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Electrical Safety Policies


Our Key Policies for the UK Government

Electrical Safety First works closely with the UK Government, Members of Parliament, and with local government to improve public policy and legislation in relation to electrical safety in homes across the UK.

Preventing Electrical Fires

Although the overall number of domestic fires has slowly fallen, in 2017-18 the number of fires with an electrical source of ignition was 15,124, which is 54.9% of all accidental domestic fires.

We want to see:
  • A commitment to reduce the number of domestic electrical fires with targeted consumer campaigns supported by the Government.
  • A more up-to-date reporting system that allows for better capturing of information about fires caused by modern technology products.
  • Support for Fire and Rescue Services to undertake more proactive initiatives to raise awareness and prevent house fires caused by electricity.
  • A review of the causes of fires by electrical sources and the cost to public services.
  • An electrical fire safety grants to update the oldest properties to make them safe.
  • Improved reporting of electrical house fires.
  • The support that will enable the fire services to do more to raise awareness and prevent house fires caused by electricity.

The Private Rented Sector

In 2017-18, 19% of all homes were privately rented, equating to 4.5 million households. With the increase in the number of people living in the private rented sector (PRS), we welcome the UK Government’s announcement to introduce mandatory five-yearly electrical safety checks for tenants living in privately rented properties.

We want to see:
  • Mandatory electrical safety checks implemented into both the private and social rented sectors in England, Wales and Northern Ireland.
  • Landlords and letting agents required to provide a valid Electrical Installation Condition Report (EICR) before properties are able to be rented.
  • Enforcement as a key priority to ensure people are safe in their rented homes, failure to provide an EICR should be an offence.
  • Properties that do not have an updated EICR or require urgent electrical work kept on a database by the local authority.

Electrical Safety for Vulnerable People

The UK’s population is ageing, and with that comes a number of issues which much be addressed to ensure the safety of older people living in their own homes. They can be particularly at risk, often living in old or poor-quality housing that contains faulty electrics or old appliances.  In 2017-18, over 40% of accidental fire fatalities in England were aged 65 or over, despite this age demographic only accounting for around 18% of the population.

We want to see:
  • The option of a free five-yearly electrical safety check for all owner-occupied households with one person aged over 75.
  • Proactive action targeting the over 65s with safety checks to prevent electrical fires.
  • Home safety visits undertaken by the Fire and Rescue Services to prioritise electrical safety with problems identified, signposted and addressed.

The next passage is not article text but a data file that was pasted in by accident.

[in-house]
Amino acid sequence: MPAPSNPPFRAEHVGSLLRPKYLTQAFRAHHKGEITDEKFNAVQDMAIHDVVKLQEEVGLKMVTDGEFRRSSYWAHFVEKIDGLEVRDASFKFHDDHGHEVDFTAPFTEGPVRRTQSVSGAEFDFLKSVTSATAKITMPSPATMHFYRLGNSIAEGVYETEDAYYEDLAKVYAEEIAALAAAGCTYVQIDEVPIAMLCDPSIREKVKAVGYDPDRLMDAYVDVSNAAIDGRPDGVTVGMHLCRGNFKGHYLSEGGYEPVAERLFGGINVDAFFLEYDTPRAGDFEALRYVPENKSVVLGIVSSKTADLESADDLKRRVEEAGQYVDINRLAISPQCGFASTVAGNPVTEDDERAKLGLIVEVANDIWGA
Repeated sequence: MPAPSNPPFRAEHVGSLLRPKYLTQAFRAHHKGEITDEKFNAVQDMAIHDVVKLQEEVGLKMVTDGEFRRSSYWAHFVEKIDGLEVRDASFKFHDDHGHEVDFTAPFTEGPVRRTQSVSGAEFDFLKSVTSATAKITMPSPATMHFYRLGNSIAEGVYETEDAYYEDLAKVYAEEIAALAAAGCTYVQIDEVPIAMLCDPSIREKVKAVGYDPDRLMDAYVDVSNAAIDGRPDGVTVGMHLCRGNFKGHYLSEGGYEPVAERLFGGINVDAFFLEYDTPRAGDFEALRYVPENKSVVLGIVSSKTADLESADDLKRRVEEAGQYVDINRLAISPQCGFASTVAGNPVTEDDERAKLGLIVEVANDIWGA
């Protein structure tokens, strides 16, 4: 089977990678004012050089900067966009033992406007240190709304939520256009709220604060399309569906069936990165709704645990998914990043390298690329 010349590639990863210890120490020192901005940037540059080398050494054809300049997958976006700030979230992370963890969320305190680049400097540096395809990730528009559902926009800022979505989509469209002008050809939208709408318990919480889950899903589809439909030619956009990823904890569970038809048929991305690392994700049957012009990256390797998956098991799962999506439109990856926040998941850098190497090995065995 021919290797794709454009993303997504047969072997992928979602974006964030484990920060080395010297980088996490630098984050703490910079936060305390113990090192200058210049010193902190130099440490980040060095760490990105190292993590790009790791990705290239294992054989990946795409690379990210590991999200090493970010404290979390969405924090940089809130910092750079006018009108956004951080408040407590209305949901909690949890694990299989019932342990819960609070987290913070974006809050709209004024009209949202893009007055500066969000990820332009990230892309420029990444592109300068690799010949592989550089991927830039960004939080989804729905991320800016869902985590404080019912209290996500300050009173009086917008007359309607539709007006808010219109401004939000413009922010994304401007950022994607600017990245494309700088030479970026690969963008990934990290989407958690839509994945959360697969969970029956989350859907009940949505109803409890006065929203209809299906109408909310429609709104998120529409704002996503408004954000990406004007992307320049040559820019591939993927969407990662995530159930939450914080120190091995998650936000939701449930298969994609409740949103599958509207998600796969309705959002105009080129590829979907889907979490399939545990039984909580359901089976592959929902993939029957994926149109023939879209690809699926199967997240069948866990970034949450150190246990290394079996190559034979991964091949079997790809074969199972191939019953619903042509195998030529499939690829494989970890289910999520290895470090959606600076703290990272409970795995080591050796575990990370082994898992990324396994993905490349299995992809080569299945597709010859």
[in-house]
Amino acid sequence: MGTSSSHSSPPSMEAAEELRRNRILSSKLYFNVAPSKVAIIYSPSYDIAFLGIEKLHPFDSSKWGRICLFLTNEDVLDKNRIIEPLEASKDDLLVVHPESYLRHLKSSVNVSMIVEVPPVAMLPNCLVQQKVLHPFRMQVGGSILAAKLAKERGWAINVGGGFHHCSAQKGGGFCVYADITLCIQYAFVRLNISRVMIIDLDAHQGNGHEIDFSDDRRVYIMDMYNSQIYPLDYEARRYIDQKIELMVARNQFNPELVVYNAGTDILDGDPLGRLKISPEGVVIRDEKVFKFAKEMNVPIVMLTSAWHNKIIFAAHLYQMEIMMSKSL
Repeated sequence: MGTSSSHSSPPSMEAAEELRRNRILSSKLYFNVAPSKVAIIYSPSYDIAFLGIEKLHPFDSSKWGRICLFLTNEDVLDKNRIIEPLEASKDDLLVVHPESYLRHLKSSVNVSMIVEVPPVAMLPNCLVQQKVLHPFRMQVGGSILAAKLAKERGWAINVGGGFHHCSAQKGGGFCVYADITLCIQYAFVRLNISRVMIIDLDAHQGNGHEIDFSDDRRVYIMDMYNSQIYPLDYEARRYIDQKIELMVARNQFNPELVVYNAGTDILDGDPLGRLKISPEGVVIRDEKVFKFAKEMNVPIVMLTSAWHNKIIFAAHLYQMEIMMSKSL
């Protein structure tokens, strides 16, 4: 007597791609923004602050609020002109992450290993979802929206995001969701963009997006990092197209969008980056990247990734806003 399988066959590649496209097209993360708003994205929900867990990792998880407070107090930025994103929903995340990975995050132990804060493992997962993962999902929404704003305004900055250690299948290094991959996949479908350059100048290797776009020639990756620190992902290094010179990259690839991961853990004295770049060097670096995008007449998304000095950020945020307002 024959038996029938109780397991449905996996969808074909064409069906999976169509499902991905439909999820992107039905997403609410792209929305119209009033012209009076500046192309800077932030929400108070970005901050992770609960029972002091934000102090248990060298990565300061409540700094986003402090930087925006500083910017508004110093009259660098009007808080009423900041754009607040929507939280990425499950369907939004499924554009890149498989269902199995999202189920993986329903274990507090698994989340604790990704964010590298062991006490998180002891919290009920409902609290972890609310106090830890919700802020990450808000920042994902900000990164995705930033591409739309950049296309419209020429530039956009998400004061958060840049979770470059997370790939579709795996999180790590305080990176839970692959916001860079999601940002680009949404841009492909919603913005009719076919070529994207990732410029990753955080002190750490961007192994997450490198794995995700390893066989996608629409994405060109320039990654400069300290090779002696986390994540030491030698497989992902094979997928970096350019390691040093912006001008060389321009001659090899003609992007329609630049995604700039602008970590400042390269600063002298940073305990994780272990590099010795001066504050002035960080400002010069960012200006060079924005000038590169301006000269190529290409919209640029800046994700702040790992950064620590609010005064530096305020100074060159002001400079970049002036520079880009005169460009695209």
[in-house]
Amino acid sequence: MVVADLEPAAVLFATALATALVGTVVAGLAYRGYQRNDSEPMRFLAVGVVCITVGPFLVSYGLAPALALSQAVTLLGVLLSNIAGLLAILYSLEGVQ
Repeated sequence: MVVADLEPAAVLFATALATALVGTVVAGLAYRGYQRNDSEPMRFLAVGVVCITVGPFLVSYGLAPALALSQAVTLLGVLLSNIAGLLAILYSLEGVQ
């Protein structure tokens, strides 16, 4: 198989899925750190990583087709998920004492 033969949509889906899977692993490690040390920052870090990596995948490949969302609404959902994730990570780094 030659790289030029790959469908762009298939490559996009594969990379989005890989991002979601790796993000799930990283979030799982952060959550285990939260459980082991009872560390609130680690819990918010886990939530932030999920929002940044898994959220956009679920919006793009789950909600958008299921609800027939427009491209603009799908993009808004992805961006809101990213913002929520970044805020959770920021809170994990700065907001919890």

• Financial support is given to Care & Repair Agencies to enable them to prioritise electrical work in properties with a person eligible for support.

Improving Consumer Safety Online

With the growth in online shopping, there are more opportunities for unsafe electrical products to enter our homes without proper regulation. Online platforms have become the place to advertise and trade in unsafe electrical products

We want to see:
  • Regulation of online sales of electrical goods to prevent recalled, counterfeit and sub-standard electrical products from being sold.
  • Regulation of private sales so that they are included in Consumer Rights legislation.
  • Online platforms taking proactive responsibility by policing their sites for illegal sales of electrical goods, i.e. preventing recalled products and unsafe products from being uploaded.
  • Properly funded enforcement at ports and airports to target and prevent unsafe electrical goods from being sold.

Failing Product Recalls of Electrical Goods

The response rate to an electrical product recall is generally very poor, at just 10 to 20 per cent. We support the Office for Product Safety and Standards in its work to improve product safety in the UK, but believe more needs to be done to protect the consumer.

We want to see:
  • No recalled electrical products allowed to be sold or re-sold via online retail platforms.
  • Government collect, review and publish product recall information, so that consumers have a one-place trusted authority to consult.
  • Mandatory registration of electrical goods at the point of sale.

Building Regulations

The building regulations which cover domestic electrical work in England and Wales are known as ‘Part P’ and are essential to protect the public from sub-standard, dangerous work. We are committed to promoting the use of registered electricians and working to prevent further deregulation of Part P.

We want to see:
  • No further deregulation of Part P.
  • A clear commitment from the government to strengthen Part P.
  • Local Authorities incentivised and accepting the enforcement of Part P regulations as a priority in protecting the public.
  • Wider awareness of the dangers of undertaking electrical work in the home and the need to always consult a registered electrician.